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[owl-s] Re: Parameter puzzlement

From: Bijan Parsia <bparsia@isr.umd.edu>
Date: Fri, 10 Oct 2003 19:46:31 -0400
To: www-ws@w3.org
Message-Id: <F941CB64-FB7B-11D7-9477-0003939E0B44@isr.umd.edu>

On Friday, October 10, 2003, at 11:56  AM, Drew McDermott wrote:

> [I'm reposting this to www-ws, although at this point I'm really
> repeating what Mark Burstein said.]

However, you were still saying that you didn't *get* it, in telecon. 
That's a bit differnt :) I shall try to quickly explain, but we may 
have to take it up after Fla.

> I'm sorry to be so obtuse, but I still don't get Bijan's argument:
>
>    One point I think I failed to actually write out is the rationale 
> for
>    the double levels.
>
>    You can't really put the value on the Input itself because there'd 
> be
>    no way to distinguish *which* value you  were talking about in what
>    context. There has to be some metadata on the value.
>
>    If Inputs were classes, then it would work to have the value 
> straight
>    on. I.e., Input instances would *be* those trace level inputs
>    representations.
>
> Here is his example, expressed in some kind of bastardized predicate
> calculus

I'm not yet clear whether this was supposed to be a transliteration of 
my example, or my example expressed a different way.

> (please skip to the three triples at the end if you prefer
> the original notation):
>
> (subclass AirportInput Input)
>
> (forall (x v)
>    (if (and (rdf:type x AirportInput)
>             (parameterValue x v))
>        (rdf:type v AirportInputValueSpec)))

It's the immediately prior bit I don't know what to do with. I don't 
think it can be expressed (easily) in OWL, unless I'm just being dense.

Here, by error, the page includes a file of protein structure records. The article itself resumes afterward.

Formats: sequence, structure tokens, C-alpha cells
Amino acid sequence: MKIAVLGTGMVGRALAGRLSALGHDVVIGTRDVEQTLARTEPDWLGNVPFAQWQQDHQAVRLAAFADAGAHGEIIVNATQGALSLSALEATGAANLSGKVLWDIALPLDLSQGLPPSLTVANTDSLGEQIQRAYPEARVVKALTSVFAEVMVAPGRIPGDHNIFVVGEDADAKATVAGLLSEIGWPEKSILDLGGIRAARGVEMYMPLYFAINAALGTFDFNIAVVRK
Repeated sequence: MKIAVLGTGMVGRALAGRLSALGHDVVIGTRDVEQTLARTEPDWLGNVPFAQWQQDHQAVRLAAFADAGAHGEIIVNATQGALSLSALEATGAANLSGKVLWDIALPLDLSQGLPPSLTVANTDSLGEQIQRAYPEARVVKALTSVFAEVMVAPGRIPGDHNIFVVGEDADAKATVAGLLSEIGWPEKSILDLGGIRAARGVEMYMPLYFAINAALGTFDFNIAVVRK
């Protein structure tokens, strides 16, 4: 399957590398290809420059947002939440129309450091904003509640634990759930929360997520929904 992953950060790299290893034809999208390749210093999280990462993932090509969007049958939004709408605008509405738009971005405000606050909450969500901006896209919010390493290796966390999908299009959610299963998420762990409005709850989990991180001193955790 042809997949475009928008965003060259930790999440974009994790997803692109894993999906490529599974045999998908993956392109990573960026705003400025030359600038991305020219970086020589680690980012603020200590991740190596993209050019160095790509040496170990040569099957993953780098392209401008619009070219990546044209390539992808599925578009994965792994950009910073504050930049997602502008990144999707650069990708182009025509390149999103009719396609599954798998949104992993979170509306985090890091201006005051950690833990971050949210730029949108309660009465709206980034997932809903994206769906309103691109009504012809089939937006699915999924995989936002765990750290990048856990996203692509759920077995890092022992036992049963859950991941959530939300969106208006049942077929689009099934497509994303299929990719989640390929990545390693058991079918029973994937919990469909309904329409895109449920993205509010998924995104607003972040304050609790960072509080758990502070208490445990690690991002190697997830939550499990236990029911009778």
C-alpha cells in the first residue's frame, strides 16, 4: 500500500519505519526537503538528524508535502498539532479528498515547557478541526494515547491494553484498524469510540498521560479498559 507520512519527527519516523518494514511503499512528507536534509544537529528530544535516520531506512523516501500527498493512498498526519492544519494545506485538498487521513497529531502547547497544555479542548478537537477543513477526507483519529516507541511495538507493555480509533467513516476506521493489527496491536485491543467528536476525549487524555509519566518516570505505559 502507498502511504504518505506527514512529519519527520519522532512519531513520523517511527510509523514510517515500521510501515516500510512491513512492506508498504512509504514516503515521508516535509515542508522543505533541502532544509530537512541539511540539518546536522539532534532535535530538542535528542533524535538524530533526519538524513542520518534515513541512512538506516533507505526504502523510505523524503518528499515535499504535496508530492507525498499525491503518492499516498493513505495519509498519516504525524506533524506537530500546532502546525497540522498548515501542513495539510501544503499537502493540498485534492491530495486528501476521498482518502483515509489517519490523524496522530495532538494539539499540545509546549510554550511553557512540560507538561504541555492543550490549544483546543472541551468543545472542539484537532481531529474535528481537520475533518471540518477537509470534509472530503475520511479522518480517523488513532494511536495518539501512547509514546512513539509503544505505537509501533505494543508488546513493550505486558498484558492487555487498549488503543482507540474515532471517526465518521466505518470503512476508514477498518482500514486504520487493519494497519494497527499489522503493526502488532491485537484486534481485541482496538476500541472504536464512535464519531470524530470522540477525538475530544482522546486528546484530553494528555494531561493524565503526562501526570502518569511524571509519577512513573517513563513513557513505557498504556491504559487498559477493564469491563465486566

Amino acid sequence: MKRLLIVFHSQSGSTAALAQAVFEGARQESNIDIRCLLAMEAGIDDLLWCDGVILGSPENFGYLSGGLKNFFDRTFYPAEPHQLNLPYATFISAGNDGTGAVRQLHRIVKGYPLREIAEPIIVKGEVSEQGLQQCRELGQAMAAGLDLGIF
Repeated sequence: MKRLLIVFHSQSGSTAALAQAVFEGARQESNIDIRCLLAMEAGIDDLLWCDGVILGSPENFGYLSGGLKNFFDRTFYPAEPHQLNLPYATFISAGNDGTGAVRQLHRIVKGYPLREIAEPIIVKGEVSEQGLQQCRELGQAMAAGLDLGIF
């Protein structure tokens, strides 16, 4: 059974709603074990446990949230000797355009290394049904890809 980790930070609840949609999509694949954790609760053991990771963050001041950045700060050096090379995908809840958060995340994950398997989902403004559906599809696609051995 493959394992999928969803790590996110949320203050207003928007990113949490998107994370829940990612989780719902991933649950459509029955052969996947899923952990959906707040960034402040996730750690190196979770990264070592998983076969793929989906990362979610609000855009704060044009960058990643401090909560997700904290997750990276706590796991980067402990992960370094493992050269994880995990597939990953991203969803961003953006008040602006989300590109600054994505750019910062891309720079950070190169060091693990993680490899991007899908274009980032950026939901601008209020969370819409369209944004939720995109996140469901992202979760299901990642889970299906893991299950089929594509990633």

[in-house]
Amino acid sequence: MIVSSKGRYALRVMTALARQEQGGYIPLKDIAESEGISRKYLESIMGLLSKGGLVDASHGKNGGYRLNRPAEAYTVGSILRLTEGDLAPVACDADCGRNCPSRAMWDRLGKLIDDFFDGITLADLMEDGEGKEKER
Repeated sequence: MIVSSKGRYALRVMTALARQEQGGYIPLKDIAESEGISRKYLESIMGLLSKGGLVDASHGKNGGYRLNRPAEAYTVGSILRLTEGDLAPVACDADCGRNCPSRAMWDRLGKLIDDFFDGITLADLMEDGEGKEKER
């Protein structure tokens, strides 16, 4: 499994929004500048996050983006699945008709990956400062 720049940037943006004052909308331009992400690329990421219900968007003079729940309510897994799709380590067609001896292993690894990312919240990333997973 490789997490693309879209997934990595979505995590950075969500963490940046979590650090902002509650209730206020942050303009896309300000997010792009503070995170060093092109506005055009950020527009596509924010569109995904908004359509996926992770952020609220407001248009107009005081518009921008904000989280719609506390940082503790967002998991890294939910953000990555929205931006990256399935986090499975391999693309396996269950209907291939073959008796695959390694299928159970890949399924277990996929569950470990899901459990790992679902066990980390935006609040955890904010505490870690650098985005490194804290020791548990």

Hmm. Is this supposed to be the restriction? Ah, ok, now I see it.

> (subclass AirportInputValueSpec ParameterValueSpec)
>
> (forall (y x)
>    (if (and (rdf:type y AirportInputValueSpec)
> 	    (actualParameterValue y x))
>        (rdf:type x Airport)))
>
> (rdf:type departureAirport_In  AirportInput)

Ok.

> // So departureAirport_In is an individual input parameter.  But it
> ;; will have different values in different execution traces.
>
> (parameterValue departureAirport_In ivs1)
>
> (rdf:type ivs1 AirportInputValueSpec)
>
> (actualParameterValue ivs1 Logan)
>
> It's that last pair of assertions that does me in.  I just don't
> understand what the symbols mean well enough to get a clear picture of
> what's being asserted.

isv1 is a (radically incomplete) decription of a binding of that input 
in a particular execution.

The only thing we know about it is that it was about a binding to a 
particular value, Logan.

It could have other information, like time of binding, etc.

> We have some kind of route from the parameter
> to Logan:
>
>     departureAirport_In ---- [ ivs1 ? ] ----> Logan
>
> But all this can possibly mean is that Logan is a legal value for the
> parameter.

Well, the last two assertions (above) make the claim that there *is* a